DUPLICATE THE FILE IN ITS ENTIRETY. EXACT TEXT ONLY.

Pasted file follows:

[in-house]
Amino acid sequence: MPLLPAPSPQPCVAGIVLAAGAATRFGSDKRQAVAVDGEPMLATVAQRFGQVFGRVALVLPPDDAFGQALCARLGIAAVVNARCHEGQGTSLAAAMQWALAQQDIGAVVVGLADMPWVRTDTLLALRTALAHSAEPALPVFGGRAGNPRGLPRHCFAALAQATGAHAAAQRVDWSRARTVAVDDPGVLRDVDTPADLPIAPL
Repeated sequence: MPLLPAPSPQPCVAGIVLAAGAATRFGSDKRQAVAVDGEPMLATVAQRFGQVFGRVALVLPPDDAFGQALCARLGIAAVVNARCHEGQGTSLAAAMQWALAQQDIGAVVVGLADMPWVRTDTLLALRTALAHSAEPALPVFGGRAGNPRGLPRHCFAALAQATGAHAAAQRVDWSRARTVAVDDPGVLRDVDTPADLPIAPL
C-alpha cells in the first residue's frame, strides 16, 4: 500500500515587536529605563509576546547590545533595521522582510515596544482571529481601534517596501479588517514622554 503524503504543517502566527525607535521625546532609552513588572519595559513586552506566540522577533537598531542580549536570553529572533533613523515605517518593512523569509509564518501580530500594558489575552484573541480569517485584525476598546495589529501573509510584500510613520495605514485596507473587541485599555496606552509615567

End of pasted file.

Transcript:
[in-house]
Amino acid sequence: MPLLPAPSPQPCVAGIVLAAGAATRFGSDKRQAVAVDGEPMLATVAQRFGQVFGRVALVLPPDDAFGQALCARLGIAAVVNARCHEGQGTSLAAAMQWALAQQDIGAVVVGLADMPWVRTDTLLALRTALAHSAEPALPVFGGRAGNPRGLPRHCFAALAQATGAHAAAQRVDWSRARTVAVDDPGVLRDVDTPADLPIAPL
Repeated sequence: MPLLPAPSPQPCVAGIVLAAGAATRFGSDKRQAVAVDGEPMLATVAQRFGQVFGRVALVLPPDDAFGQALCARLGIAAVVNARCHEGQGTSLAAAMQWALAQQDIGAVVVGLADMPWVRTDTLLALRTALAHSAEPALPVFGGRAGNPRGLPRHCFAALAQATGAHAAAQRVDWSRARTVAVDDPGVLRDVDTPADLPIAPL
C-alpha cells in the first residue's frame, strides 16, 4: 500500500515587536529605563509576546547590545533595521522582510515596544482571529481601534517596501479588517514622554 503524503504543517502566527525607535521625546532609552513588572519595559513586552506566540522577533537598531542580549536570553529572533533613523515605517518593512523569509509564518501580530500594558489575552484573541480569517485584525476598546495589529501573509510584500510613520495605514485596507473587541485599555496606552509615567